If any fictional character deserves the extravagant, big-budget, Hollywood treatment it’s Tintin. The colourful comics by Herge are jam packed with rollicking adventures that are tailor made for big screen adaptation. And no less than Steven Spielberg and Peter Jackson have lined up to direct and produce (respectively) this magical debut outing for Tintin and friends. This film is pure popcorn entertainment at (close to) its best.
Our eponymous hero comes into possession of a model of a 17th century ship called the ‘Unicorn’ and he is immediately thrust into a dangerous mission to find a lost treasure before the sinister villain, Sakharine. I say ‘immediately’ because there is not a lot of waiting around in this narrative. Spielberg maintains a breathless pace as the heroes are catapulted from one white knuckle encounter to the next. This is both an asset and, as will be discussed later, an unfortunate weakness.
Perhaps the most impressive aspect of ‘Tintin’ is the art design and the motion capture animation. The characters all sport photo-realistic textures and the lifelike animation lends an uncanny feel to the film. This is juxtaposed with the faithful ‘cartoonish’ design of the faces that closely resemble Herge’s hand drawn style. The combined effect is akin to a sort of magical realism. The audience ignores the implausibility of the action and the human intelligence of the animals in favour of full immersion in the fantastical adventure (A facet which the Pirates of the Carribean franchise misplaced years ago.) The animated form allows for amazing chase scenes such as the Morocco sequence which is absolutely one of the very best action set pieces I’ve seen and one that has been specifically and skilfully designed to accentuate the benefits of 3D.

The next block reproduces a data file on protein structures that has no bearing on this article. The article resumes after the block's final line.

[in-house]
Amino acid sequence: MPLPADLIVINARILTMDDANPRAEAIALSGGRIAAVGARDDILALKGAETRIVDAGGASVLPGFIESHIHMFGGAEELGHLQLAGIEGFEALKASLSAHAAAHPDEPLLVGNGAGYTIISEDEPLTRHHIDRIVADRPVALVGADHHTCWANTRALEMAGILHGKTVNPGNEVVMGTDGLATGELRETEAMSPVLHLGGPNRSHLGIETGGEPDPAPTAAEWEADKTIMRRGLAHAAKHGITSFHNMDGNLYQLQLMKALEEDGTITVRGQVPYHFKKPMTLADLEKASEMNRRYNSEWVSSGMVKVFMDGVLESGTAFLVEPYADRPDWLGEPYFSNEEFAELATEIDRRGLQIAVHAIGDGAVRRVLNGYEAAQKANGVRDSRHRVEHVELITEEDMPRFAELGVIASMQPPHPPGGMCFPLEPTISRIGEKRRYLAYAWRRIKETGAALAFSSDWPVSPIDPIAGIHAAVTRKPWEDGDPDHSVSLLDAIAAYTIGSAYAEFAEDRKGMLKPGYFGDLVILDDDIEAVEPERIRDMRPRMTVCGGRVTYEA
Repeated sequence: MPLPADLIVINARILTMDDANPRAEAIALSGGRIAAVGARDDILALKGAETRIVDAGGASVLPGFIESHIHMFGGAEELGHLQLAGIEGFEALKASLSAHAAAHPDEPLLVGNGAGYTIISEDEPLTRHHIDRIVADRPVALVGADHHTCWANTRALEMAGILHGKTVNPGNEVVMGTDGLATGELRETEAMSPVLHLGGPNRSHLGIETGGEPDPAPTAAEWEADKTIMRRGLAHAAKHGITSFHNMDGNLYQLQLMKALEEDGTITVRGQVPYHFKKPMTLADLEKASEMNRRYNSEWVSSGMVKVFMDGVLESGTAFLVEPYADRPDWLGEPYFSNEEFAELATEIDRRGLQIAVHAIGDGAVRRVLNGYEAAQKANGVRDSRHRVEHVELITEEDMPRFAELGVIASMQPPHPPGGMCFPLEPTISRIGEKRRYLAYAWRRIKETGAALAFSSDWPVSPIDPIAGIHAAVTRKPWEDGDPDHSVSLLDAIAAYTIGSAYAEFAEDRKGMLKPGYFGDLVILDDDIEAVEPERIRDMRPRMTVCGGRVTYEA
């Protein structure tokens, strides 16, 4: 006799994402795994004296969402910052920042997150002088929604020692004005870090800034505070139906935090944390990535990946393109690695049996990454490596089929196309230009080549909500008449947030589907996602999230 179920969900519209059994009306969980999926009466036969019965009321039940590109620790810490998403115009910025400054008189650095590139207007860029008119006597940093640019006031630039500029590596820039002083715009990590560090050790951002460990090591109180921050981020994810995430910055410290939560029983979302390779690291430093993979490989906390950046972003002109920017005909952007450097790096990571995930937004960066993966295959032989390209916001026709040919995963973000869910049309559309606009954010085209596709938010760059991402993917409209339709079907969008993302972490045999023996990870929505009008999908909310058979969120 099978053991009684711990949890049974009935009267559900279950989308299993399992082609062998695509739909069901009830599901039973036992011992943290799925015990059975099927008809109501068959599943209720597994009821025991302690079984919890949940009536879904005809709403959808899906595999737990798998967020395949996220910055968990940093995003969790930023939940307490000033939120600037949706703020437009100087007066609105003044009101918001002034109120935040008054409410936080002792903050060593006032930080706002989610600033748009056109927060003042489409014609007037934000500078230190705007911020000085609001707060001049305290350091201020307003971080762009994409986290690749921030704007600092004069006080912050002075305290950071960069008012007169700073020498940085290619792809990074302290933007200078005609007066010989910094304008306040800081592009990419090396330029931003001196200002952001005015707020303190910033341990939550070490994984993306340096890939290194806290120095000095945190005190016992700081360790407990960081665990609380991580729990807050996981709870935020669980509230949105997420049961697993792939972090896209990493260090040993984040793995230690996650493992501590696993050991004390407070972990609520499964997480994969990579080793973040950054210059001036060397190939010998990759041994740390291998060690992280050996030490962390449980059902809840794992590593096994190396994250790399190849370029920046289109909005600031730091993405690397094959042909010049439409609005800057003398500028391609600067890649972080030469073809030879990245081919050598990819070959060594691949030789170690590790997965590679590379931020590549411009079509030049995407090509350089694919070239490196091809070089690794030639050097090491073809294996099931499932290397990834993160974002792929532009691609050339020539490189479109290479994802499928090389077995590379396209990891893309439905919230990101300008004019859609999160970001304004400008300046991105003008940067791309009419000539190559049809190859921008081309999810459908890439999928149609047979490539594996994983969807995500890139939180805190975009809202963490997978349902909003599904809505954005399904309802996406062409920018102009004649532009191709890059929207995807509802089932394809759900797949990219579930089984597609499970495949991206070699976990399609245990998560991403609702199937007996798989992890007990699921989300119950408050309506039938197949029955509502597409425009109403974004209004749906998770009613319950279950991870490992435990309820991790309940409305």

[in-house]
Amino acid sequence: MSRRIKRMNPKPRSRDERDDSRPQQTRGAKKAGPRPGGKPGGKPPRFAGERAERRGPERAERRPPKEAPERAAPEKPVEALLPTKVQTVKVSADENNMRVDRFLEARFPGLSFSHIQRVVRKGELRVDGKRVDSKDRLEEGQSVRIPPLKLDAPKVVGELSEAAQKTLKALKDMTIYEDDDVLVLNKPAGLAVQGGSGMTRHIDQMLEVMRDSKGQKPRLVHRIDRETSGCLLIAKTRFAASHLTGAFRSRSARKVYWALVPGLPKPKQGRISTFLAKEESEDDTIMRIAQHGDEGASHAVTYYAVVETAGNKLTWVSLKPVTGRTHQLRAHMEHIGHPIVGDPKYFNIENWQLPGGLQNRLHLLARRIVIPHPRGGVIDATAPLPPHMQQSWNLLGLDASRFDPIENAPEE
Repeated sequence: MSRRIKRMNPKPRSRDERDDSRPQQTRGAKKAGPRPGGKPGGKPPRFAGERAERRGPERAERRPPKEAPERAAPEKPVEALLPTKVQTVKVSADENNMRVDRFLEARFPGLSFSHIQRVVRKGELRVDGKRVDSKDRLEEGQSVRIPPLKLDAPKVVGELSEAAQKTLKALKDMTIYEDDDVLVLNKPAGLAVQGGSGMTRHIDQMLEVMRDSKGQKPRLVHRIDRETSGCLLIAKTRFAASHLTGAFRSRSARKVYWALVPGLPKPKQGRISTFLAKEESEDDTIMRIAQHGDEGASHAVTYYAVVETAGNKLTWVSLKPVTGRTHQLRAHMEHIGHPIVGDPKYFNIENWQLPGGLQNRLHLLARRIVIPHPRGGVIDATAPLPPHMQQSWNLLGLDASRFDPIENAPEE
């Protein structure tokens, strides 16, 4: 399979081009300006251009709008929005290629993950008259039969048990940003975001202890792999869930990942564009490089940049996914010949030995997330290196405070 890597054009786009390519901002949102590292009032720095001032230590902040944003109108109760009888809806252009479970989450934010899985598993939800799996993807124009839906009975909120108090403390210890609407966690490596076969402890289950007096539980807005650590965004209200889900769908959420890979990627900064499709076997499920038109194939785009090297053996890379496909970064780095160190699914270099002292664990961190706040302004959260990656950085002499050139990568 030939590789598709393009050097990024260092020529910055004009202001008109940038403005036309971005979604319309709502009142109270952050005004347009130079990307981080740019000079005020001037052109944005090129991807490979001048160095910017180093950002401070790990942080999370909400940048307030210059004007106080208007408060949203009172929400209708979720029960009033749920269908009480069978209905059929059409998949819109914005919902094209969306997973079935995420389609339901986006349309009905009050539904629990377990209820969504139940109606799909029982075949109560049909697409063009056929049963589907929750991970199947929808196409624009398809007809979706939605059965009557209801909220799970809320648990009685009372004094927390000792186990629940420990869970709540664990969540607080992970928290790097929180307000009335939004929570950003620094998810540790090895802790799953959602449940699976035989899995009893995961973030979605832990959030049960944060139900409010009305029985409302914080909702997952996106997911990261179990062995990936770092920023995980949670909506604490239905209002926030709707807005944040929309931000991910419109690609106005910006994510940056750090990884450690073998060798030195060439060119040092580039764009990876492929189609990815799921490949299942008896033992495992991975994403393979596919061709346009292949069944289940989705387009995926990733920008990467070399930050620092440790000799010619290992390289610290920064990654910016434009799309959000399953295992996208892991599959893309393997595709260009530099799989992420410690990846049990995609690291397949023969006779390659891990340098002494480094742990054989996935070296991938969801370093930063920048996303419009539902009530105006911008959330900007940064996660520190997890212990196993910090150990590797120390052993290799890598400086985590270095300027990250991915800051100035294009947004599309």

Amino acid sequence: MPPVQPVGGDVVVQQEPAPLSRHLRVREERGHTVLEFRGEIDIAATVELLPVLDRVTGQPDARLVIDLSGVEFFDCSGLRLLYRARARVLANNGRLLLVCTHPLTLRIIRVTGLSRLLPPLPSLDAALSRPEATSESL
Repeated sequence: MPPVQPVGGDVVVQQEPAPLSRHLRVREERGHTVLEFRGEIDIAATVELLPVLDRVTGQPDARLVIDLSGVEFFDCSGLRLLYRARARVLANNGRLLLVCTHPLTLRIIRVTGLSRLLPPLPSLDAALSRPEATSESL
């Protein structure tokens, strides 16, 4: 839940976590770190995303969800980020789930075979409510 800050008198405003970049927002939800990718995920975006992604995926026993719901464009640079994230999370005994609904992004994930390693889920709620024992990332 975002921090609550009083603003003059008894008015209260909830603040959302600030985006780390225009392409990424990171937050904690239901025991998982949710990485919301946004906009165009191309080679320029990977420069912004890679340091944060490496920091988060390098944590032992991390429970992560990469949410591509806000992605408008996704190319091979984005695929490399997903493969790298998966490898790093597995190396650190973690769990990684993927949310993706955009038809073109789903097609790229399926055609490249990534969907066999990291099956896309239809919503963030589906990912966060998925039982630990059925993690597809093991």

The world of Tintin has a unique flavour that encapsulates both boyhood wonder and the perils of adulthood. Tintin seems impossibly young for his level of journalistic success and capability. He is not unlike a Hardy Boy or a character from one of Enid Blyton’s adventure novels. I like the fact that he carries a gun and is not afraid to use it if necessary. Spielberg has refrained from sugar coating the series for Hollywood consumption.
Unfortunately the film stumbles just when it seems close to reaching perfection. The ending is underwhelming both because it serves as a lead off point to a sequel and because the pacing of the narrative buckles in on itself. The climactic events at Morocco render the concluding sequences redundant and rather tame by comparison. Sadly the film ends with a whimper and the production as a whole falls short of greatness. In spite of this I’m awarding the film 3.5 stars because, ultimately, this is the kind of film that makes going to the cinema fun!
The Guard is a quirky Irish comedy that oozes wit and charm from every possible cinematic orifice. The cracking dialogue had me snickering in glee and I can’t help but admire the inventive narrative. This is the best comedy of the year and, perhaps, best film overall of 2011!
This is the Brendan Gleeson show. He plays ‘Boyle’, the titular guard. Gleeson tends to show up in memorable supporting roles (with ‘Braveheart’, ’28 Days Later’ and ‘Harry Potter’ prominent) but in this film he takes centre stage and, boy, does he shine. Ostensibly the plot is a derivative of the buddy cop genre with Gleeson playing off of Don Cheadle’s straight man, FBI agent Everett. The combination even features the familiar mismatch of ethnicity and culture. Except Boyle is as anti as anti-heroes get. He’s fond of prostitutes, he’s prickly, he’s ignorant… or is he? Part of the charm of Boyle is that you just don’t know how canny he really is. As Agent Everett remarks: “I can’t tell if you’re motherf***ing stupid, or motherf***ing smart.”